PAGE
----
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RE: Talluscoatum and Maniraptoran Tyrannosaurs



-----Original Message-----
From: owner-dinosaur@usc.edu [mailto:owner-dinosaur@usc.edu]On Behalf Of Nicholas Gardner
 
>Below is my rather early and tenative classification of Maniraptora (Passer + Enigmosaurus) 
 
Nooooooooooooooooooooooooooooooooooooo!!!!!!!!!!!!!!!!!
 
Maniraptora suffers from "too many definitions syndrome" anyway.  Gauthier was explicit in his original definition in 1986: its modern birds and all taxa closer to them than to ornithomimosaurs.  My 1994 "redefinition" was unwarrented: hence the creation in 1996 of Maniraptoriformes.  Sereno's 1997/1998 "redefinition" (modern birds + Oviraptor) is equally unwarrented
 
>that includes tyrannosaurs.  Yes, I know it needs work and probably should be revised, but I thought I would get
>opinions on it.
 
--Maniraptora
  |--"Enigmosauria" Keesey, unofficial
  |  |--Oviraptorosauria
  |  |  |?-Caudipteryx
  |  |  `--+--Avimimidae
  |  |     `--Oviraptoroidea
  |  |        |--Elmisauridae
  |  |        |  `--+--Microvenator
  |  |        |     `--(others)
  |  |        `--Oviraptoridae (sensu J.A. Headden, DML)
  |  `--Therizinosauria
  |     |?-Beipiaosaurus
  |     `--Therizinosauroidea
  |        |?-Alxasaurus
  |        `--Therizinosauridae
  |           |?-Nothronychus
  |           |--Segnosaurinae (?=Enigmosaurinae)
  |           |  |--Enigmosaurus
  |           |  |--Erlikosaurus
  |           |  `--Segnosaurus
  |           `--Therizinosaurinae
  |              |--Nanshiungosaurus
  |              `--Therizinosaurus
  `--Eumaniraptora
     |--+--Aves ==(1)
     |  |  |?-Alvarezsauridae
     |  |  `---->Pygostylia
     |  `--Dromaeosauroidea (implied Matthew & Brown, 1922)
     |     |--Archaeopterygidae
     |     |  |--Archaeopteryx
     |     |  `--Rahonavinae
     |     |     |--Rahonavis
     |     |     `?-Vorona
     |     `---->Dromaeosauridae
     `--+==(2)
        |?-Ornitholestidae + Coelurus
        `---->Tyrannosauroidea
 
 
>1) hyperextendable toe lost after dromey/bird split
>2) hyperextendable toe secondarily reduced and (?)lost in tyrannosaurs; L-shaped cannon bone of the foot; and the
>T-shaped bone of the jugal region (I can't remember what the specific bone is called but it was used to unite the
>tyrannosaurs with the ornitholestians and the allosaurs)
 
My primary comment is that despite the presentation of the above as a cladogram, what you are dealing with here is the pre-cladistic model of phylogeny reconstruction. That method was based largely on the confirmation bias: you extol the "hits" and ignore the "misses".  In other words, you cite a small handful of features that support your hypothesis, but do not deal with those which refute it (although, to be fair, you do deal with the absence of the hyperextendable toe in tyrannosaurs (where it is most assuredly NOT present!!!!).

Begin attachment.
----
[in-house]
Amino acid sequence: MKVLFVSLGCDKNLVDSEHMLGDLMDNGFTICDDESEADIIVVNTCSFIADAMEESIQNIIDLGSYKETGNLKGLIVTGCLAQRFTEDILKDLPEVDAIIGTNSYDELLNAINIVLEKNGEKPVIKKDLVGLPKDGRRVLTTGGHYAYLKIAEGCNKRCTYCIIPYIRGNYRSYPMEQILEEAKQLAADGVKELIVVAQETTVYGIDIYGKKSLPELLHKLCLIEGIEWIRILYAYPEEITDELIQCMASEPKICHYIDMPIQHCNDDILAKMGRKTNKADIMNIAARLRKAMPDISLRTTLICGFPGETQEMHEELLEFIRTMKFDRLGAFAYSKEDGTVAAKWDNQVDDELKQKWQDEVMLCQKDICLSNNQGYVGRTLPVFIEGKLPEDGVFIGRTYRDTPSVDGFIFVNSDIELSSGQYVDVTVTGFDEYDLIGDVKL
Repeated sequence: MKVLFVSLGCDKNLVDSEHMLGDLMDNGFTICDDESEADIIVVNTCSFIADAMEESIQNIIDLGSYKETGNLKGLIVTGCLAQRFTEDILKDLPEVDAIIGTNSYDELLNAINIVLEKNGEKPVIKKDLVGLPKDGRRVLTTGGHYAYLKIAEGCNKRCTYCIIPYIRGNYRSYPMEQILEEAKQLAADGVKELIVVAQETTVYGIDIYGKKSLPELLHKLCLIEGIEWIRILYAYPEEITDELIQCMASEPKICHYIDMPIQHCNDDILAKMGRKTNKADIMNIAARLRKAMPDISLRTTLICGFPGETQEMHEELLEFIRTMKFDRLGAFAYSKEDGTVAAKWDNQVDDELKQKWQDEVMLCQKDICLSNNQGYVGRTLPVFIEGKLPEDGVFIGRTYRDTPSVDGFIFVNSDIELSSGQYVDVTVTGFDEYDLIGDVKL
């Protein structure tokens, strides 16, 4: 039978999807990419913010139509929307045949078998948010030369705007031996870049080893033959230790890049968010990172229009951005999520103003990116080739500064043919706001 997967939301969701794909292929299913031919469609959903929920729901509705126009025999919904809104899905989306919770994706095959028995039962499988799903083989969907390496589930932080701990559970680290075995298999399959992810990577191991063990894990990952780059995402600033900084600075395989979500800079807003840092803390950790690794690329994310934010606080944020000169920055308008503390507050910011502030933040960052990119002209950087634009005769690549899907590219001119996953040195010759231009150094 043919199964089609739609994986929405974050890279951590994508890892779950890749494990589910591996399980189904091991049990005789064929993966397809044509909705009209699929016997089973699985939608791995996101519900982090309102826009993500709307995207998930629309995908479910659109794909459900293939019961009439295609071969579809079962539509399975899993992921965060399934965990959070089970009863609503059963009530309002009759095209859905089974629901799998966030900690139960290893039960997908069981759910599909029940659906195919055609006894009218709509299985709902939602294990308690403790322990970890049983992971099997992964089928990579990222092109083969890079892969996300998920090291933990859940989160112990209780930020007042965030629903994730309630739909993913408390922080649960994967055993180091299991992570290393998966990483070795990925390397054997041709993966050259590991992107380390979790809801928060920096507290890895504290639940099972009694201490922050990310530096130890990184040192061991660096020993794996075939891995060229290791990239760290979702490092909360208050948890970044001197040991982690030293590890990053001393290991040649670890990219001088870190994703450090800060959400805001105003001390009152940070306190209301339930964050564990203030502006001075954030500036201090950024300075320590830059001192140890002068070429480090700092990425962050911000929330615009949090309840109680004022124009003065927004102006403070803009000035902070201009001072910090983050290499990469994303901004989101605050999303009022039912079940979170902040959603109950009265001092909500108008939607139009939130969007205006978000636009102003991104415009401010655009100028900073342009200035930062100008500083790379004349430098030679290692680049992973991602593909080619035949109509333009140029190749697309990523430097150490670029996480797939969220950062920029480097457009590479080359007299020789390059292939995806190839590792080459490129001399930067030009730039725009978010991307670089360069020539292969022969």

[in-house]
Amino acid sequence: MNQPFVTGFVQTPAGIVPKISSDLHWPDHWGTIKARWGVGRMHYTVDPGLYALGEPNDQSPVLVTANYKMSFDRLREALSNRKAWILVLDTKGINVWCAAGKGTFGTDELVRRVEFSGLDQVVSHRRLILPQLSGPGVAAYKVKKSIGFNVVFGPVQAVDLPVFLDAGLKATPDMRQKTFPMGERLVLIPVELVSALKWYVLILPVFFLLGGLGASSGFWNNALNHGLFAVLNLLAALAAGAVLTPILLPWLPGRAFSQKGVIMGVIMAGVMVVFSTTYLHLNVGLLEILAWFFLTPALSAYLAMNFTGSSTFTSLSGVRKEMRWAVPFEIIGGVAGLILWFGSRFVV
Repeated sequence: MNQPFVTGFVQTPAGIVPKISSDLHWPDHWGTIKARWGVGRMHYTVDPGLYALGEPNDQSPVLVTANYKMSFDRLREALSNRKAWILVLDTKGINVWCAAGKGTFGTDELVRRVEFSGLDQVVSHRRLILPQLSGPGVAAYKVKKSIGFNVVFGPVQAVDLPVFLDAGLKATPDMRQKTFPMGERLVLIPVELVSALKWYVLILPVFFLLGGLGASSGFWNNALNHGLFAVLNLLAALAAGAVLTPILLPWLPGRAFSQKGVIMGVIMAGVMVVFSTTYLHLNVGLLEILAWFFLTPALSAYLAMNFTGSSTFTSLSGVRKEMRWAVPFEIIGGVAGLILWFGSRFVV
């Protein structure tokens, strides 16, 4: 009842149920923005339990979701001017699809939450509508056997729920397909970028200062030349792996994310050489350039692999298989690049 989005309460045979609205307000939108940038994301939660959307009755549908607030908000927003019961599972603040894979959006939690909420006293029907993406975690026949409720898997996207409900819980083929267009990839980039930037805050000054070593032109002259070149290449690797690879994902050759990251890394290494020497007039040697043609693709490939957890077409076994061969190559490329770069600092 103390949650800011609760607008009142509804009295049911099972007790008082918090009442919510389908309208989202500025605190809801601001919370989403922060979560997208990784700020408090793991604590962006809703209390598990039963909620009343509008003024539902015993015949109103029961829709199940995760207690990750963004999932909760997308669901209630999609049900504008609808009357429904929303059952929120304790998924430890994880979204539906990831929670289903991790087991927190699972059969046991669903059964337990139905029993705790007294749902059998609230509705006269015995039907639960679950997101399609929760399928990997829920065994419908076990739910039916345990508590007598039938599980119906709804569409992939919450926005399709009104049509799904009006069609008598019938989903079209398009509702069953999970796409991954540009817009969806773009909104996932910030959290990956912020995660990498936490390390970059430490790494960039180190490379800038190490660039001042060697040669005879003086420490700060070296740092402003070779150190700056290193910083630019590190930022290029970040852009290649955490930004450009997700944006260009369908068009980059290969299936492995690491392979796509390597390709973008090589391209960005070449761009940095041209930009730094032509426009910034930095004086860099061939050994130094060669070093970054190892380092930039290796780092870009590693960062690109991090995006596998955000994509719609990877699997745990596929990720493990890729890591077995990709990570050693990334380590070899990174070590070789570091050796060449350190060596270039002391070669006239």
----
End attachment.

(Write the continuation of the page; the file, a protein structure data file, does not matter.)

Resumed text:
Of minor note, Vorona was established as a much more derived bird than the archaeopterygids, so other than their co-occurrance in the same quarry there is little shared between them among the birds.
 
Of major note, I can think of almost no features found in Ornitholestes, Coelurus, and tyrannosauroids shared with the eumaniraptorans that are not also shared with "enigmosaurs".  In contrast, nearly every paleontologist whose worked on theropod phylogeny for the last 15 years has found numerous features shared by "enigmosaurs" and eumaniraptorans that are not present in tyrannosauroids and other basal coelurosaurs.
 
I am interested in your reasons for placing Microvenator in Elmisauridae (more properly Caenagnathidae).
 
If you popped the tyrannosauroids and coelurid-grade forms out of there, I'd largerly agree with the details.  However, I think that troodontids would definitely be up in there.
 
>As I said above it is very tenative and is in need of revision.  The Ornitholestes + Tyrannosauroidea clade may
>need to include the ornithomimosaurs but that would mean the ornithomimes lost their semi-lunate carpals
>secondarily.
 
Ummmm...  Gee, I wish I had thought of that... :-)  (Holtz, 1994).
 
>Perhaps the ornithomimes
>re-expanded their carpals to brace the manus.  That would be important if they were using their hands as rakes
>and/or defensive weapons.
 
You are mistaken about the wrist morphology of ornithomimosaurs.  Their carpals are NOT re-expanded: they are instead reduced relative to the condition in typical theropods OR more derived maniraptorans.

                Thomas R. Holtz, Jr.
                Vertebrate Paleontologist
Department of Geology           Director, Earth, Life & Time Program
University of Maryland          College Park Scholars
                College Park, MD  20742      
http://www.geol.umd.edu/~tholtz/tholtz.htm
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